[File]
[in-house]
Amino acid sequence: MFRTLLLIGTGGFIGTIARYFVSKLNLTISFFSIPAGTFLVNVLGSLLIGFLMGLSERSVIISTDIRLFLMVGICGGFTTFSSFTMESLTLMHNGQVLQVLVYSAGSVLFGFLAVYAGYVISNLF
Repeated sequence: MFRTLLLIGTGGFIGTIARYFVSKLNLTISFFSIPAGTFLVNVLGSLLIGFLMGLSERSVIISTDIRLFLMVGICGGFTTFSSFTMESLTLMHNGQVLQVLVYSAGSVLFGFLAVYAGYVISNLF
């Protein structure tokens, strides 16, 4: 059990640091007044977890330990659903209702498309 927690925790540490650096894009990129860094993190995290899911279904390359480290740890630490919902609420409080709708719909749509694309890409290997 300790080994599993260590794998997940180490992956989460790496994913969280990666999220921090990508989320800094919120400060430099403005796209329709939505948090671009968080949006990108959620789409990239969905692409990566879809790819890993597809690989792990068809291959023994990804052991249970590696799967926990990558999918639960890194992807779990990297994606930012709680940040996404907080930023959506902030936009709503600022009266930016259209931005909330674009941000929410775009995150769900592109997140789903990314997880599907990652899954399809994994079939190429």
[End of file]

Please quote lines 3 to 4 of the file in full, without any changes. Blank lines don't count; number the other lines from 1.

Repeated sequence: MFRTLLLIGTGGFIGTIARYFVSKLNLTISFFSIPAGTFLVNVLGSLLIGFLMGLSERSVIISTDIRLFLMVGICGGFTTFSSFTMESLTLMHNGQVLQVLVYSAGSVLFGFLAVYAGYVISNLF
């Protein structure tokens, strides 16, 4: 059990640091007044977890330990659903209702498309 927690925790540490650096894009990129860094993190995290899911279904390359480290740890630490919902609420409080709708719909749509694309890409290997 300790080994599993260590794998997940180490992956989460790496994913969280990666999220921090990508989320800094919120400060430099403005796209329709939505948090671009968080949006990108959620789409990239969905692409990566879809790819890993597809690989792990068809291959023994990804052991249970590696799967926990990558999918639960890194992807779990990297994606930012709680940040996404907080930023959506902030936009709503600022009266930016259209931005909330674009941000929410775009995150769900592109997140789903990314997880599907990652899954399809994994079939190429």